Iowa residents should know that, according to estimates from the National Highway Traffic Safety Administration, 2018 is the second year in a row to see a decline in roadway fatalities. In 2017, 37,133 people died in motor vehicle crashes, a 2% drop from the previous year. In 2018, the number was 36,750: about a 1% dip from 2017.
Iowa residents who have been injured as a result of another driver's negligence should consider the legal definition of negligence before deciding whether they want to pursue the incident in court. Negligence has one meaning in casual conversation and an entirely different legal meaning. For example, in conversation, negligence might simply mean that the driver was at fault for the accident. However, in order to prove legal negligence, the court must decide that the accident was the direct cause of a personal injury or loss.
Even when only a light rain is falling, Iowa drivers might be at greater risk on the road than they would be in clear weather. The Bulletin of the American Meteorology Society has published a study that reports that the risk of a fatal motor vehicle accident increased by 27 percent in a light rain.
Drunk driving can quickly have a big impact on anyone in Iowa who happens to be sharing the roadway with an impaired driver. This is one of the reasons why an auto manufacturer based in Sweden has announced plans to install in-car cameras and sensors on its vehicles starting in the early 2020s. The system that will be used is designed to spot signs of driver intoxication and impairment as well as act on what's detected.
Several automakers are racing to get their autonomous vehicles on roadways in Iowa and around the world by 2020. However, a series of deadly accidents involving self-driving vehicles in recent months has profoundly shaken public confidence in the technology. As a result, manufacturers are stepping up their testing techniques to bring autonomous technology up to speed and ensure public safety.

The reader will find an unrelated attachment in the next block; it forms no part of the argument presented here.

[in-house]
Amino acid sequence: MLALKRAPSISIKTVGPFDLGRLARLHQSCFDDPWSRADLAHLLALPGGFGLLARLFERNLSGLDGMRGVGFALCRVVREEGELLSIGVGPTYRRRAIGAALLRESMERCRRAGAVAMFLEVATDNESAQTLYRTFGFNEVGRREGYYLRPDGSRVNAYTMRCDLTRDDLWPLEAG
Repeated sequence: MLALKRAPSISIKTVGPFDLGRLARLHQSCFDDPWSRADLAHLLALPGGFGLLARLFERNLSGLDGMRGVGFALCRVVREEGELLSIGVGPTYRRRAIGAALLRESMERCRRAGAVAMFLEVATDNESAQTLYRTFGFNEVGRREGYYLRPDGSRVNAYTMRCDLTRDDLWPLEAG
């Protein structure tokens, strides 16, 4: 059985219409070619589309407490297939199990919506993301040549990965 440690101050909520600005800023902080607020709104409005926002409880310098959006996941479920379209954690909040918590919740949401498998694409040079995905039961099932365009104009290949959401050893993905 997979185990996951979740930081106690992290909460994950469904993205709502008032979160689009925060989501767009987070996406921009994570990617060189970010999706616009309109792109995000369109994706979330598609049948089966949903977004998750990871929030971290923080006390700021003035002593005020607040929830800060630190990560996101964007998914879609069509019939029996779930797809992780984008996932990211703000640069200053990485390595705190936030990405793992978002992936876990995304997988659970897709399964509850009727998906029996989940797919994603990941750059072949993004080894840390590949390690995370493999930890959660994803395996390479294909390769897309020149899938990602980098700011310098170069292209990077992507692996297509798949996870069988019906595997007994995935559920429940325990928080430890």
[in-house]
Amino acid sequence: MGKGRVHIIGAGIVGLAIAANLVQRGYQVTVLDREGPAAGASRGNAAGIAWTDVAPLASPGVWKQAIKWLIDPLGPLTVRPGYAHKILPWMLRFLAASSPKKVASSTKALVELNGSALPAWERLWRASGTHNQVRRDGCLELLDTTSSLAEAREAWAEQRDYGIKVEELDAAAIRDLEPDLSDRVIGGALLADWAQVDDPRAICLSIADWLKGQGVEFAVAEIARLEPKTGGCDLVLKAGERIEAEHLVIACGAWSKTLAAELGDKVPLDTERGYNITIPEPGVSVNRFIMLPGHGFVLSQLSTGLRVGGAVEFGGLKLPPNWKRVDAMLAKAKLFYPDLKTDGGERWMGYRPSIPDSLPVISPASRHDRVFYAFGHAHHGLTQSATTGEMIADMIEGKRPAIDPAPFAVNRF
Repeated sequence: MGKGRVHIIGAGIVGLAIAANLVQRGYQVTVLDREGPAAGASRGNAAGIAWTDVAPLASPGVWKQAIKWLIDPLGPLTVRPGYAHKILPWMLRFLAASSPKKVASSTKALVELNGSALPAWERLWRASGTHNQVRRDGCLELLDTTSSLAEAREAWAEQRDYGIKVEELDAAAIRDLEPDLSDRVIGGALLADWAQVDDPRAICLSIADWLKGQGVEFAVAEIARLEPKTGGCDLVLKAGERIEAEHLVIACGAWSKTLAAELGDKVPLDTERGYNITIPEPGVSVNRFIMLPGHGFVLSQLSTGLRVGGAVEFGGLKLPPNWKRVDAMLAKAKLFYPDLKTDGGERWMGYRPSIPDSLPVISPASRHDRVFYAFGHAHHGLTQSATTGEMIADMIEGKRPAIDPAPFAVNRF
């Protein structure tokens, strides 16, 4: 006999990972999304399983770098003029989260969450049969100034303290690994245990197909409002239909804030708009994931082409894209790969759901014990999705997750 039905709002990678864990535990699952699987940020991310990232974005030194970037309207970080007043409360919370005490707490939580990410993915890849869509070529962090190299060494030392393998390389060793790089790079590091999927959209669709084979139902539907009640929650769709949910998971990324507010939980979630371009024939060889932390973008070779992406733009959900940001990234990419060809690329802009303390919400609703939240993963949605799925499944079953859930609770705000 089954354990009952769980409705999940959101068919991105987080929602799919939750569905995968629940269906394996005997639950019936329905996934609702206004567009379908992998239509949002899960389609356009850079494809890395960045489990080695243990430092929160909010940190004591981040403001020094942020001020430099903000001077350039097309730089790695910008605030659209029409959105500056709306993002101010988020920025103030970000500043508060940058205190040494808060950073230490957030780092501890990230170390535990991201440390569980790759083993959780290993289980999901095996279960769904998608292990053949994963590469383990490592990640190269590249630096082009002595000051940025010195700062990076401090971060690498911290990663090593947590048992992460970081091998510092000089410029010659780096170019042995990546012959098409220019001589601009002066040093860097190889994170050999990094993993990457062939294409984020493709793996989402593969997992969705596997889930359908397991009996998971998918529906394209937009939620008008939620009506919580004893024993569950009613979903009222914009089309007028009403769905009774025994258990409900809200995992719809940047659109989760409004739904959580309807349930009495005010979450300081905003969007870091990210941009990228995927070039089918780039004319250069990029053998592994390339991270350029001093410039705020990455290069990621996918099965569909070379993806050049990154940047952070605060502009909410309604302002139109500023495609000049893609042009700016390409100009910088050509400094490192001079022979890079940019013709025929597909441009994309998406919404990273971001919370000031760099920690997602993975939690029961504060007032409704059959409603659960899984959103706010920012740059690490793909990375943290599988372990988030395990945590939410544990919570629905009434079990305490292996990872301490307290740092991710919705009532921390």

Iowa residents should know about a report released by Governors Highway Safety Association because it is concerned with a widespread issue: speeding. According to the report, nearly one in three traffic deaths every year are caused by excessive travel speed.
The results of a recent Insurance Institute for Highway Safety study suggest that cell phones are encouraging people in Iowa and around the country to engage in increasingly reckless behavior while behind the wheel. The study adds to the growing body of research about the addictive nature of electronic communications and the importance of cell phones in American life. The IIHS researchers reached their conclusions after observing how drivers in four Virginia communities used their cell phones in 2014 and 2018.
Many new cars sold in Iowa offer added features such as GPS navigation and calling through vehicle dashboards. A study by AAA has found that many of these features can pose as a distraction, which increases the risk of car accidents.
Drivers in Iowa may benefit from the protection that external airbags afford, but they should not hold their breath for it. Car parts manufacturers have yet to perfect the technology; still, they are clear about the benefits. The ZF Group has released new safety data showing that in the event of a side collision, external airbags could mitigate the severity of occupants' injuries by up to 40 percent.
Winter weather conditions in Iowa and across the United States can make driving dangerous. Slick roads from snow and ice as well as sudden blizzards can cause car accidents to occur. Learning how to navigate the roads during winter weather may help drivers and passengers arrive at their destinations safely.